I had a conversation with a friend of mine one morning. Her son was an excellent reader from early on and continues to read a lot and to enjoy what he reads. Her daughter is a different story. She finds reading difficult and does not get much enjoyment from it. The question my friend asked was which came first – the lack of enjoyment or the difficulty. In my experience, the two things come together.
If reading is difficult, and we are not talking about kids whose test scores are even necessarily low, they try fewer things to read. The things given in classes to read, despite the best efforts of the teachers, are generally not interesting to kids. Now the student has a double whammy – it’s hard and it’s not interesting. This quickly becomes a vicious circle. The student only reads what is required, which is not interesting, so they think reading is not interesting and not worth exploring outside school.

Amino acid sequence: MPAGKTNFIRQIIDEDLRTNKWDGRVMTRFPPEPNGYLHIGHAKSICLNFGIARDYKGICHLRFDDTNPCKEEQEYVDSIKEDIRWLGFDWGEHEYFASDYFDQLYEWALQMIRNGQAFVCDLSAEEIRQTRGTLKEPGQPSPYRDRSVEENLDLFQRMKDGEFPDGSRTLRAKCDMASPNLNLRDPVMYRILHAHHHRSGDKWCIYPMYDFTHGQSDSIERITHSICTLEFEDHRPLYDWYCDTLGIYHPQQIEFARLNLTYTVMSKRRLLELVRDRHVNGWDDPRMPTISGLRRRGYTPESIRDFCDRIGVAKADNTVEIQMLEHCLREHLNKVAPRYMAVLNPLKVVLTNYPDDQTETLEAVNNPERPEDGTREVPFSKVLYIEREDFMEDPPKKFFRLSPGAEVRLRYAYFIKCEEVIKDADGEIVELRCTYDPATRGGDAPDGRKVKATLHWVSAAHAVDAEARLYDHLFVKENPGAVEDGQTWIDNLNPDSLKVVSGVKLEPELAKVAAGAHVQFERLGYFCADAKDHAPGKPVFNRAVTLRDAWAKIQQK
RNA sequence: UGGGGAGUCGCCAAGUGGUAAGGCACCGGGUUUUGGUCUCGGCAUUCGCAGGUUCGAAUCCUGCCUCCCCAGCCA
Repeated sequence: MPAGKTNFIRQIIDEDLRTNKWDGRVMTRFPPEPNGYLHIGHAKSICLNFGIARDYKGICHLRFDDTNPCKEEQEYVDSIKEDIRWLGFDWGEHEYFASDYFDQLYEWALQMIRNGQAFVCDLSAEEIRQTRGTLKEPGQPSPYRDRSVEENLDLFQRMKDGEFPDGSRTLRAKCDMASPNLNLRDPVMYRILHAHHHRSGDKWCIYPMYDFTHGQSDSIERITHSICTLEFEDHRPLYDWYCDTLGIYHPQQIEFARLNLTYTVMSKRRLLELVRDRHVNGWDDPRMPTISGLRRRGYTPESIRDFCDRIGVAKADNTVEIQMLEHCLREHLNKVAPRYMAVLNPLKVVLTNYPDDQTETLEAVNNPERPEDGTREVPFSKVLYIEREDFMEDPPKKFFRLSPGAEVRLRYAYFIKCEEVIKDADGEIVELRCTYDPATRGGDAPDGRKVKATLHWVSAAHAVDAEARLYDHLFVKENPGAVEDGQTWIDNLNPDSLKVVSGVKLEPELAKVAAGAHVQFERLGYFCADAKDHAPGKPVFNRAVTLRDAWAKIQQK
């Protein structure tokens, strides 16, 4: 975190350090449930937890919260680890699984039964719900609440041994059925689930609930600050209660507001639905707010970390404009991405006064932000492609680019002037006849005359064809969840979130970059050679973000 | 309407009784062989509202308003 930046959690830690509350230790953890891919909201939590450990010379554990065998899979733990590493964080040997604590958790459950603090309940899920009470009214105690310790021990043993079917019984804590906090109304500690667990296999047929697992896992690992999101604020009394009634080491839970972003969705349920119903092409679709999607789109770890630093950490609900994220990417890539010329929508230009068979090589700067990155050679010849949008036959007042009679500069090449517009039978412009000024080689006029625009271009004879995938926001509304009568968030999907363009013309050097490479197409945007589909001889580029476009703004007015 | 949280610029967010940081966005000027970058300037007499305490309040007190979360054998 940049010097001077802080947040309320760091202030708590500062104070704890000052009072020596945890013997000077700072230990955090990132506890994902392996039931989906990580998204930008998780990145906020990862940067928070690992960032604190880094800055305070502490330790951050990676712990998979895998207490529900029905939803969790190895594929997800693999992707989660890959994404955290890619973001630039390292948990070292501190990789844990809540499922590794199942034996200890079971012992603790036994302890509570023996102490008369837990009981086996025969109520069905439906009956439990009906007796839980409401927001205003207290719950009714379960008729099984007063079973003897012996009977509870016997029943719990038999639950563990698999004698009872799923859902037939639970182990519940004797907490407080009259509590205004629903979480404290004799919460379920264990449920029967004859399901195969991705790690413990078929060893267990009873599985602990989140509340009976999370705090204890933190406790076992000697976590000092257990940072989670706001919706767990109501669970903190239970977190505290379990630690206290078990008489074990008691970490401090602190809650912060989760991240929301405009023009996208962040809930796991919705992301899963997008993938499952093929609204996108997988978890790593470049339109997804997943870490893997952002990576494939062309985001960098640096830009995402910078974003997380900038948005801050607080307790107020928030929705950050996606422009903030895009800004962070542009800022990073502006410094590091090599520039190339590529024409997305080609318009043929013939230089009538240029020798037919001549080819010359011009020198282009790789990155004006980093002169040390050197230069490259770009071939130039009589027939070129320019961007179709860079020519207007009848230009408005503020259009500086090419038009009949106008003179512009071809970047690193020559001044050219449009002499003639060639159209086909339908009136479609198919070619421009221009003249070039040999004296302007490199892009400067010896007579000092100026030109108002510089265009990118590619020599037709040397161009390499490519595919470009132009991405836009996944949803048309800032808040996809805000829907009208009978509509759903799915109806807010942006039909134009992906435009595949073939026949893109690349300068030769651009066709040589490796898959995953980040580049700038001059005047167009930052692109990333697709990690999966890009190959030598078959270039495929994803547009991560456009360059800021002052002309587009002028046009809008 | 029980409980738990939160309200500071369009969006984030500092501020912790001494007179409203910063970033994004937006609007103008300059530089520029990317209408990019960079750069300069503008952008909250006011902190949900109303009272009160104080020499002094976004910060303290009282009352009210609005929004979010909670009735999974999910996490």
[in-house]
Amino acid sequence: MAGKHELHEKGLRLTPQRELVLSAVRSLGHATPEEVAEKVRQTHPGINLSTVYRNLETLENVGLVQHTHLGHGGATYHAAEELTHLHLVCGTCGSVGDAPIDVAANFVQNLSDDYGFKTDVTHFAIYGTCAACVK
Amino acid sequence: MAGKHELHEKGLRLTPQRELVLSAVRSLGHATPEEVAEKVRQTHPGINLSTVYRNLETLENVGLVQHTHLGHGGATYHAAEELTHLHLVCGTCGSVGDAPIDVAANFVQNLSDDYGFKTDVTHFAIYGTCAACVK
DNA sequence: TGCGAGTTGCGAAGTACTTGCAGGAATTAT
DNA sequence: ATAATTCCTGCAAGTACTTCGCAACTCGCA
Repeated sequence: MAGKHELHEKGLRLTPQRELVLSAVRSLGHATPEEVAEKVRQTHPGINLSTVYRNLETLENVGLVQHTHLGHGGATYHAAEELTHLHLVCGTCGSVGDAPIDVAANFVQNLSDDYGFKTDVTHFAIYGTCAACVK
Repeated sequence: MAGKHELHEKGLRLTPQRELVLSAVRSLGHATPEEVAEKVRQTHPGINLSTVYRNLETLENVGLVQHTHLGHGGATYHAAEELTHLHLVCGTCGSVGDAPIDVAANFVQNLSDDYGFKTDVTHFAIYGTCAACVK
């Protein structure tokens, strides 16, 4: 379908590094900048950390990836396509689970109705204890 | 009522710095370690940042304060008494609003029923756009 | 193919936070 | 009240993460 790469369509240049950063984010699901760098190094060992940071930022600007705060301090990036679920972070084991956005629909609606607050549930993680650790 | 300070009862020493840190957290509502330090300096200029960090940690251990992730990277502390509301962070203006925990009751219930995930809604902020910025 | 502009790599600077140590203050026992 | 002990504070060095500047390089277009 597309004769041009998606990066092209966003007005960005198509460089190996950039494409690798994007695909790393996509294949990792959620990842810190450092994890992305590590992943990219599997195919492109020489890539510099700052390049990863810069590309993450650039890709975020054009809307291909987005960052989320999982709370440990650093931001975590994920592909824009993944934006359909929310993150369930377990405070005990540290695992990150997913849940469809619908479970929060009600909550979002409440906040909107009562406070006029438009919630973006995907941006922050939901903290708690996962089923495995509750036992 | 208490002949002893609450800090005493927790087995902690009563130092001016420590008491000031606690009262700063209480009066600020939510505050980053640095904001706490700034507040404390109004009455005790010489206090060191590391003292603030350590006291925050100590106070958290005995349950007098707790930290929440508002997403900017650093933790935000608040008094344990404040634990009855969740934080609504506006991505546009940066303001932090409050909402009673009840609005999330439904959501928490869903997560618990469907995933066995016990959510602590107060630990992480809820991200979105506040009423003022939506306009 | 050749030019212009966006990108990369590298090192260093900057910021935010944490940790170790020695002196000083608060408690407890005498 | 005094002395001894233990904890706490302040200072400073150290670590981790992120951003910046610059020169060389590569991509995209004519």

My son was in this camp until he found something, by accident, that he liked. Now he will read the topics he enjoys voraciously. He has become a better reader and it is no longer as difficult and he is more likely to try reading new things.
The moral to the story seems to be keep trying. If it’s not interesting in the first 10 pages, don’t worry but don’t force it. Encourage your kids to read different things but don’t make it onerous. They will find something. Eventually. And it will open the door for them. That door is just more carefully hidden for some than for others.